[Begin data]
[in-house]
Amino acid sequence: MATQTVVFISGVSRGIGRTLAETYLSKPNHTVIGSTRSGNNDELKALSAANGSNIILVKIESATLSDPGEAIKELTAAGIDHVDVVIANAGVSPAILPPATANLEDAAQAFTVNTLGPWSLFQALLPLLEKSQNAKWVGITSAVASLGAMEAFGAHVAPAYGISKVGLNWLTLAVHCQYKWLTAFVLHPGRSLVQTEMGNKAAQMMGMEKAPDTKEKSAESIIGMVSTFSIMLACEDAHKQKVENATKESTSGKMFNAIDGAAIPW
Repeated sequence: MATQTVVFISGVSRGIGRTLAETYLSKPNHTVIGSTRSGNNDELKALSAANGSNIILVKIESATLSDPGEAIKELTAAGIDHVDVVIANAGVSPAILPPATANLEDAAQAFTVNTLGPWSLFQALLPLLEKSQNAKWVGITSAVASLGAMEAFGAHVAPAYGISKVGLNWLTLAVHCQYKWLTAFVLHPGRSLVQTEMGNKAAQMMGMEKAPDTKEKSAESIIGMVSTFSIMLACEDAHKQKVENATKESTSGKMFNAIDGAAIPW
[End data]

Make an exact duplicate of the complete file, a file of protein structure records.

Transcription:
[in-house]
Amino acid sequence: MATQTVVFISGVSRGIGRTLAETYLSKPNHTVIGSTRSGNNDELKALSAANGSNIILVKIESATLSDPGEAIKELTAAGIDHVDVVIANAGVSPAILPPATANLEDAAQAFTVNTLGPWSLFQALLPLLEKSQNAKWVGITSAVASLGAMEAFGAHVAPAYGISKVGLNWLTLAVHCQYKWLTAFVLHPGRSLVQTEMGNKAAQMMGMEKAPDTKEKSAESIIGMVSTFSIMLACEDAHKQKVENATKESTSGKMFNAIDGAAIPW
Repeated sequence: MATQTVVFISGVSRGIGRTLAETYLSKPNHTVIGSTRSGNNDELKALSAANGSNIILVKIESATLSDPGEAIKELTAAGIDHVDVVIANAGVSPAILPPATANLEDAAQAFTVNTLGPWSLFQALLPLLEKSQNAKWVGITSAVASLGAMEAFGAHVAPAYGISKVGLNWLTLAVHCQYKWLTAFVLHPGRSLVQTEMGNKAAQMMGMEKAPDTKEKSAESIIGMVSTFSIMLACEDAHKQKVENATKESTSGKMFNAIDGAAIPW